Welcome to my Homeschool Spring Cleaning series. For the next three days, I’ll have posts related to sprucing up your homeschool. We’ll start with the mind where it all starts and then we’ll look at more concrete organizational tips for clutter and for mom’s planning notebooking.
Spring is here! Fresh buds and blooming trees renew my hope once again. There is something about bright sunshine and warmer temperatures that motivate me to clean and organize. But beyond scrubbing the floors and tidying the kitchen pantry, there is mental cleaning to be done.
Do you harbor mental clutter which is quietly sabotaging your homeschool efforts?
Our modern world is noisy. We are plugged into devices that deliver a constant stream of music and talk. Even if you aren’t actively watching or listening, the television or game console provides a backdrop of noise that can sap your energy without your even being aware. You may think that you’re tuning it out, but your brain still has to work to achieve that state of oblivion. Day after day of trying to concentrate in a noisy environment wears on you mentally and saps strength that you need for teaching your children and managing your household.
Even the appliances that save us so much labor– the washing machine, dish washer, and vacuum– invade our brains with a droning noise that keeps us from giving our full mental powers to whatever activity is at hand. You may be so accustomed to the noise that you aren’t even aware of how draining it is. But invite silence into your home and watch how a layer of irritability just sloughs right off.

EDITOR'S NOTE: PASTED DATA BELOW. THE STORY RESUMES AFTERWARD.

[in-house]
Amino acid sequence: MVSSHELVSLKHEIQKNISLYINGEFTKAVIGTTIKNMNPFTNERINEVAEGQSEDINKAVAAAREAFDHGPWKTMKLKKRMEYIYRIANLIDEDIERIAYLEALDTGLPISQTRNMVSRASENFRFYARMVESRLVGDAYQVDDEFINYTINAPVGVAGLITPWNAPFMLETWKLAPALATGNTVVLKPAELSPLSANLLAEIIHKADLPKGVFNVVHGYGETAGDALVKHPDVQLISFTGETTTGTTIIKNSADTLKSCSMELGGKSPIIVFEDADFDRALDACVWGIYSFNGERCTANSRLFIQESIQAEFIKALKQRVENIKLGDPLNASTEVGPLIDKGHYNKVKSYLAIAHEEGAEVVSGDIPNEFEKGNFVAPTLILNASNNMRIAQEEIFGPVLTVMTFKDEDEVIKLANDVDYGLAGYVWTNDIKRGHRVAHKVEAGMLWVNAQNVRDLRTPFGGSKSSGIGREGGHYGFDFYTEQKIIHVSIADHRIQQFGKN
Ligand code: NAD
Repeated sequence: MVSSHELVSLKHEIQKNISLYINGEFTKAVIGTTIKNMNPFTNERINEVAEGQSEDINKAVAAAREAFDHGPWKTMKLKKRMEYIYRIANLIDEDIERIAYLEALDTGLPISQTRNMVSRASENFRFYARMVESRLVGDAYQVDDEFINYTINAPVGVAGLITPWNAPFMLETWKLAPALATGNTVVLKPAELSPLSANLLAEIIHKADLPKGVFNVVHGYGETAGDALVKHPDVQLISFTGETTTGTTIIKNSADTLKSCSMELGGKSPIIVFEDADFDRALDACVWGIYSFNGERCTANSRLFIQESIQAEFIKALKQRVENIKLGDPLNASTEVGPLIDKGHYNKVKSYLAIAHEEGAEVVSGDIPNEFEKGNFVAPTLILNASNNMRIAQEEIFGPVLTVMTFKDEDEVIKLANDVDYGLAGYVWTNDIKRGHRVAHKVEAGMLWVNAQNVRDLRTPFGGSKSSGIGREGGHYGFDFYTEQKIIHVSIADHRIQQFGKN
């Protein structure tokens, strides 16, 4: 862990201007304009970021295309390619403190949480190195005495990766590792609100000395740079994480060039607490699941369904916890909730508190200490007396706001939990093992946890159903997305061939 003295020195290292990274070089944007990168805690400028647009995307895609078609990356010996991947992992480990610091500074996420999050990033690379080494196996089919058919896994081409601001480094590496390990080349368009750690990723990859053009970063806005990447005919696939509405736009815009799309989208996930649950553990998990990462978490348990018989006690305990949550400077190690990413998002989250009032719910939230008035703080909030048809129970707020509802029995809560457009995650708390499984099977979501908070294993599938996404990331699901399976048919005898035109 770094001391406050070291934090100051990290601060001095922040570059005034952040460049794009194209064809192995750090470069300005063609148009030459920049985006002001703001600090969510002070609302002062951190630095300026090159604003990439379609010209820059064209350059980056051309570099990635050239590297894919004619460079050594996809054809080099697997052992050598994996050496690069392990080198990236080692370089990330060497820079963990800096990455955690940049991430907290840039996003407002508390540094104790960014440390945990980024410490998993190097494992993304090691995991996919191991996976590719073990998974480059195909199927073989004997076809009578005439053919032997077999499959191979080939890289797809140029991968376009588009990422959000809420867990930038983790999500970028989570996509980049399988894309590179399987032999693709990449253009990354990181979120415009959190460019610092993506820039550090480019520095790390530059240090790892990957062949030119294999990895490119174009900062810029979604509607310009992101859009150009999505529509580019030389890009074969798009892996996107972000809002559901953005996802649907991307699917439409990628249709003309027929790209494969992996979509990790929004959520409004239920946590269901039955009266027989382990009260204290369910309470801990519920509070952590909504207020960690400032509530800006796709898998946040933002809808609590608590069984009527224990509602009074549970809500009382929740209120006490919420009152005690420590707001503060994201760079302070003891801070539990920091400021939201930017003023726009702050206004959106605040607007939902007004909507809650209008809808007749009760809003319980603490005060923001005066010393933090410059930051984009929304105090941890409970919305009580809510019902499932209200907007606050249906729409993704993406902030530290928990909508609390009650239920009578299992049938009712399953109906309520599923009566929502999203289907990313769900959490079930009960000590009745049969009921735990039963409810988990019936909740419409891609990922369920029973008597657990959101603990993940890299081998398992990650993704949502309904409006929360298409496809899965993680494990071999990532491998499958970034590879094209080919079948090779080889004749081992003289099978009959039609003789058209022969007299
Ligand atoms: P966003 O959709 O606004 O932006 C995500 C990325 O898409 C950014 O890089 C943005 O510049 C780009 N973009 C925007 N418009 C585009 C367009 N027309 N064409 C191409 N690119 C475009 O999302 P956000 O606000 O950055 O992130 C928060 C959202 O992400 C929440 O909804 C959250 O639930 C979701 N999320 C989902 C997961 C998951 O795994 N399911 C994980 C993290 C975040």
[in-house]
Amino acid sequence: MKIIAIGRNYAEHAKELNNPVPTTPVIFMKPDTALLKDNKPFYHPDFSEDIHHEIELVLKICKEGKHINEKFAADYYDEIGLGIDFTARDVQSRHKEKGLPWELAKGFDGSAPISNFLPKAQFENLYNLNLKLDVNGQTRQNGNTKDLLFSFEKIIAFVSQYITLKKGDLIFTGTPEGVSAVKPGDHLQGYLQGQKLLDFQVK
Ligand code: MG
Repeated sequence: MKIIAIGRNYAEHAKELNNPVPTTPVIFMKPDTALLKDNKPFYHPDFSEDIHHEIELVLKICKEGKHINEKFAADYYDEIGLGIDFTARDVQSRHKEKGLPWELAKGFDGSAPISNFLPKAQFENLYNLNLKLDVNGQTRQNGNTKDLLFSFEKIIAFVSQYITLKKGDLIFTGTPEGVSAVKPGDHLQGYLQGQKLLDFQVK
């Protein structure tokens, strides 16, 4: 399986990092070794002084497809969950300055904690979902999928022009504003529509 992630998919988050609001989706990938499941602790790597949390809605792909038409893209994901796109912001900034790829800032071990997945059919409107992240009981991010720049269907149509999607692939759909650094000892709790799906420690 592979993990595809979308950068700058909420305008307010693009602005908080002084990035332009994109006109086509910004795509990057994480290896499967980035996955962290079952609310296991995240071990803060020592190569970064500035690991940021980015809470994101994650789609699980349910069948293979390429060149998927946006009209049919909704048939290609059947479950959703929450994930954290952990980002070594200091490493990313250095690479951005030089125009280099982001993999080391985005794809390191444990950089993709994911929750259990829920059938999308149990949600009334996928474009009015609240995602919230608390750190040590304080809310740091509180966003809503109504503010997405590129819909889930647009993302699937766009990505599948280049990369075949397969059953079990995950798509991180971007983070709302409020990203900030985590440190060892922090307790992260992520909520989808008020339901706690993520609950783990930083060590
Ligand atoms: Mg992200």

Another area of mental clutter is self-doubt, those nagging questions that cause us to feel inadequate or guilty.
The key here is to directly face the question and come to a definitive answer. If you determine that changes need to be made, then make them swiftly. But if those fears are unfounded, refuse to allow them to clutter your brain and sap your mental energy. Throw them away.
We homeschool moms have a terrible tendency to compare ourselves to others. We compare our curriculum choices, our meal planning, our housekeeping standards, and even the progress of our children.
The problem with comparison is that it always ends up destructive. Either you come up short and feel ashamed or you come out on top and become prideful. Neither situation is helpful for you in teaching your children.
So come to grips with the fact that, because of our human perceptions, the grass truly is greener on the other side of the fence –until you cross over that fence. There are two ways to sweep out the mental clutter of comparisons.
1. Have goals and work towards them.
Evaluate your homeschool only in light of the goals you’ve set for your children and not in light of other families.
2. Be thankful
Looking for your blessings is a surefire way to combat the dissatisfaction that comes from unhealthy comparisons.
Tomorrow I’ll be tackling the physical clutter that so often comes with homeschooling.